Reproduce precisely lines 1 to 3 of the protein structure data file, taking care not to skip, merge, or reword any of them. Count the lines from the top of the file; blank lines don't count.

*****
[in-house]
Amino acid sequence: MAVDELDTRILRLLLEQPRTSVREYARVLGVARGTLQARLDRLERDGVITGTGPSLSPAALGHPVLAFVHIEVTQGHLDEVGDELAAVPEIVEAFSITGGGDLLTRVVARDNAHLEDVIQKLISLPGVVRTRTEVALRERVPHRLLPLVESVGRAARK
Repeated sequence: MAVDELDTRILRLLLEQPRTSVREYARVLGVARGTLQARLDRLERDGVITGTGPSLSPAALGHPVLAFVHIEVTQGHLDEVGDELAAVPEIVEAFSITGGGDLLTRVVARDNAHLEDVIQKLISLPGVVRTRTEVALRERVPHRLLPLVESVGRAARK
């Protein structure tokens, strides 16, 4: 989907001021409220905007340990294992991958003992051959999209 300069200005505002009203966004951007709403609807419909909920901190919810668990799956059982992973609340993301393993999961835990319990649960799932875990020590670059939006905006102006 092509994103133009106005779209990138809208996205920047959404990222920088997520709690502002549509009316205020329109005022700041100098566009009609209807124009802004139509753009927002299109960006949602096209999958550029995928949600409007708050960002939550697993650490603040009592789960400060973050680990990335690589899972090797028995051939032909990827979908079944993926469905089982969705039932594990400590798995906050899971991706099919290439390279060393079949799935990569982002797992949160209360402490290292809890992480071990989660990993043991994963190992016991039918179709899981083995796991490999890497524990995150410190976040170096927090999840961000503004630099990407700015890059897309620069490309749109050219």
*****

[in-house]
Amino acid sequence: MAVDELDTRILRLLLEQPRTSVREYARVLGVARGTLQARLDRLERDGVITGTGPSLSPAALGHPVLAFVHIEVTQGHLDEVGDELAAVPEIVEAFSITGGGDLLTRVVARDNAHLEDVIQKLISLPGVVRTRTEVALRERVPHRLLPLVESVGRAARK
Repeated sequence: MAVDELDTRILRLLLEQPRTSVREYARVLGVARGTLQARLDRLERDGVITGTGPSLSPAALGHPVLAFVHIEVTQGHLDEVGDELAAVPEIVEAFSITGGGDLLTRVVARDNAHLEDVIQKLISLPGVVRTRTEVALRERVPHRLLPLVESVGRAARK